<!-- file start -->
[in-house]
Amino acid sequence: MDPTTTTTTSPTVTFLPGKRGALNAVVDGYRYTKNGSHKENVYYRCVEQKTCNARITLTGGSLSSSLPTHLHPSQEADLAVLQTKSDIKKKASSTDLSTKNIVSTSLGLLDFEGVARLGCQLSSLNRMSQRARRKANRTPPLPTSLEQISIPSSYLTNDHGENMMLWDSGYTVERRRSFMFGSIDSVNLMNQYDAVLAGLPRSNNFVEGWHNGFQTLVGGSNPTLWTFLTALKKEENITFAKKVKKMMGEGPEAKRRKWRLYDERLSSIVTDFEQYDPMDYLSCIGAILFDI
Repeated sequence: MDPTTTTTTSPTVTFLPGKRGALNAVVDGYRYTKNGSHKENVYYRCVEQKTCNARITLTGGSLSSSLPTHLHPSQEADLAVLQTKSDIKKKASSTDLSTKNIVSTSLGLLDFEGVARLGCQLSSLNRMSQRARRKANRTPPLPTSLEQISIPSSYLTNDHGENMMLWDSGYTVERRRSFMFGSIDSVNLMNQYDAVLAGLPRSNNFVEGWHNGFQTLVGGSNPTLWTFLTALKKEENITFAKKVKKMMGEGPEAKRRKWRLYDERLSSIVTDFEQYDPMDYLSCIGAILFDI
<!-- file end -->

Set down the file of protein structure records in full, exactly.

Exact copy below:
[in-house]
Amino acid sequence: MDPTTTTTTSPTVTFLPGKRGALNAVVDGYRYTKNGSHKENVYYRCVEQKTCNARITLTGGSLSSSLPTHLHPSQEADLAVLQTKSDIKKKASSTDLSTKNIVSTSLGLLDFEGVARLGCQLSSLNRMSQRARRKANRTPPLPTSLEQISIPSSYLTNDHGENMMLWDSGYTVERRRSFMFGSIDSVNLMNQYDAVLAGLPRSNNFVEGWHNGFQTLVGGSNPTLWTFLTALKKEENITFAKKVKKMMGEGPEAKRRKWRLYDERLSSIVTDFEQYDPMDYLSCIGAILFDI
Repeated sequence: MDPTTTTTTSPTVTFLPGKRGALNAVVDGYRYTKNGSHKENVYYRCVEQKTCNARITLTGGSLSSSLPTHLHPSQEADLAVLQTKSDIKKKASSTDLSTKNIVSTSLGLLDFEGVARLGCQLSSLNRMSQRARRKANRTPPLPTSLEQISIPSSYLTNDHGENMMLWDSGYTVERRRSFMFGSIDSVNLMNQYDAVLAGLPRSNNFVEGWHNGFQTLVGGSNPTLWTFLTALKKEENITFAKKVKKMMGEGPEAKRRKWRLYDERLSSIVTDFEQYDPMDYLSCIGAILFDI